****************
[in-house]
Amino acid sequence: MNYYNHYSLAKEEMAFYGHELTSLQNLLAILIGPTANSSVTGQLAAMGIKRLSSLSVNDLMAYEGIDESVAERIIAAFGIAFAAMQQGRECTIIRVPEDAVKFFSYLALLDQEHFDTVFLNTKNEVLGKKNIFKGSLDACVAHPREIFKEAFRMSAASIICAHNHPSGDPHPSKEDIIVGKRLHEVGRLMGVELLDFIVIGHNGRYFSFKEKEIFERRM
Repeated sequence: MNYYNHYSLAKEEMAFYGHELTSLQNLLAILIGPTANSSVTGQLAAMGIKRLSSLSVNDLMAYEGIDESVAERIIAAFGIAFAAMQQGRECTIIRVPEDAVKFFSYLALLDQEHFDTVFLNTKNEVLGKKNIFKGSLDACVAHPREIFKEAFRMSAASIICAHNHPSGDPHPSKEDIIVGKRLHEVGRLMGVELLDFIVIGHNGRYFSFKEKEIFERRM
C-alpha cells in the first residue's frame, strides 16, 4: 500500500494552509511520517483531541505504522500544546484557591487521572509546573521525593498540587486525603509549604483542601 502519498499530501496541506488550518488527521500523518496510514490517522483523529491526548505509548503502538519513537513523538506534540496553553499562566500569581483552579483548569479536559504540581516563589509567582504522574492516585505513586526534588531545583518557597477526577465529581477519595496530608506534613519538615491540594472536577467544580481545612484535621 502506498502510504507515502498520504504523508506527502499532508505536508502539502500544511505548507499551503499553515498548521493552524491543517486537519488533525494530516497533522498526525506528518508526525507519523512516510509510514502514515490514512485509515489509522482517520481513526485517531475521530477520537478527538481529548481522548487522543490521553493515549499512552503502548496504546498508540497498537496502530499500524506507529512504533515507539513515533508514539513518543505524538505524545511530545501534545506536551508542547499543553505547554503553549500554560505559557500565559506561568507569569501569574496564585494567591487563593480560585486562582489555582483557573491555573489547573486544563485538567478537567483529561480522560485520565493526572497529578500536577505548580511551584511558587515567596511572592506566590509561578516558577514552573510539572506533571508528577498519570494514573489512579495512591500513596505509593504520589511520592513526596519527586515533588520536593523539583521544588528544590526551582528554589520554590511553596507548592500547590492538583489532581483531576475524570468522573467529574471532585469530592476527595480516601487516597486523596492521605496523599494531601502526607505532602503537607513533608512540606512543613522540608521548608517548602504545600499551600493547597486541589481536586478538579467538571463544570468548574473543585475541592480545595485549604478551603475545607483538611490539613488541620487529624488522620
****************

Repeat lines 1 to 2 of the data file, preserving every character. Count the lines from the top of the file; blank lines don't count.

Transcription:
[in-house]
Amino acid sequence: MNYYNHYSLAKEEMAFYGHELTSLQNLLAILIGPTANSSVTGQLAAMGIKRLSSLSVNDLMAYEGIDESVAERIIAAFGIAFAAMQQGRECTIIRVPEDAVKFFSYLALLDQEHFDTVFLNTKNEVLGKKNIFKGSLDACVAHPREIFKEAFRMSAASIICAHNHPSGDPHPSKEDIIVGKRLHEVGRLMGVELLDFIVIGHNGRYFSFKEKEIFERRM